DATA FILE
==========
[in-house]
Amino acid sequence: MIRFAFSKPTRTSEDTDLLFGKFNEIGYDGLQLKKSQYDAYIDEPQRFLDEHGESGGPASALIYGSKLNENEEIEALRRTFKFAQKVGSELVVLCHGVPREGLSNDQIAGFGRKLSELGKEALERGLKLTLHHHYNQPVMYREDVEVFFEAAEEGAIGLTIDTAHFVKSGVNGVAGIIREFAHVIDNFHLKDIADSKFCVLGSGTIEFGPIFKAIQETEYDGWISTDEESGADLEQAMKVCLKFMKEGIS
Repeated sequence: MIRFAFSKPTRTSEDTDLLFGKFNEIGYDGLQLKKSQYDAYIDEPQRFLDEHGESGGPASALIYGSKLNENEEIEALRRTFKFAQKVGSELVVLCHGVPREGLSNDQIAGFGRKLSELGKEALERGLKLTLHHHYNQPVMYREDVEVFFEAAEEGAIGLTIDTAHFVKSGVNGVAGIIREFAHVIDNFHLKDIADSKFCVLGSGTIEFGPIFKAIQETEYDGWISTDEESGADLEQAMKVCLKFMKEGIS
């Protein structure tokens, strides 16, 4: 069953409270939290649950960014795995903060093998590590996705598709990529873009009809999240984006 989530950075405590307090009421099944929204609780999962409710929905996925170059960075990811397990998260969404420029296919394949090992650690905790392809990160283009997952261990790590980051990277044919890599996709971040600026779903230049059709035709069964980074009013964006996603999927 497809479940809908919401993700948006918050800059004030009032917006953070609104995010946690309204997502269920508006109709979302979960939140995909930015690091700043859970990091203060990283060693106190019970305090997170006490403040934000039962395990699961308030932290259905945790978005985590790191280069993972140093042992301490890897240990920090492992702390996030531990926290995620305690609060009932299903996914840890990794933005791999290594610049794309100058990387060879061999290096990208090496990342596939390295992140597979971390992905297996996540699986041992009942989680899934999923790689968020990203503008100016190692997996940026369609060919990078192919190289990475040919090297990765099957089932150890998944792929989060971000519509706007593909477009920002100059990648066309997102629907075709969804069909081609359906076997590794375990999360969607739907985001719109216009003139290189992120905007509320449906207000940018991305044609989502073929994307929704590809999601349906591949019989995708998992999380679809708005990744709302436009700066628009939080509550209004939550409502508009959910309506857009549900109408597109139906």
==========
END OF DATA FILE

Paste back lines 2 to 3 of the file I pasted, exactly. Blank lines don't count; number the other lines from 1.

Amino acid sequence: MIRFAFSKPTRTSEDTDLLFGKFNEIGYDGLQLKKSQYDAYIDEPQRFLDEHGESGGPASALIYGSKLNENEEIEALRRTFKFAQKVGSELVVLCHGVPREGLSNDQIAGFGRKLSELGKEALERGLKLTLHHHYNQPVMYREDVEVFFEAAEEGAIGLTIDTAHFVKSGVNGVAGIIREFAHVIDNFHLKDIADSKFCVLGSGTIEFGPIFKAIQETEYDGWISTDEESGADLEQAMKVCLKFMKEGIS
Repeated sequence: MIRFAFSKPTRTSEDTDLLFGKFNEIGYDGLQLKKSQYDAYIDEPQRFLDEHGESGGPASALIYGSKLNENEEIEALRRTFKFAQKVGSELVVLCHGVPREGLSNDQIAGFGRKLSELGKEALERGLKLTLHHHYNQPVMYREDVEVFFEAAEEGAIGLTIDTAHFVKSGVNGVAGIIREFAHVIDNFHLKDIADSKFCVLGSGTIEFGPIFKAIQETEYDGWISTDEESGADLEQAMKVCLKFMKEGIS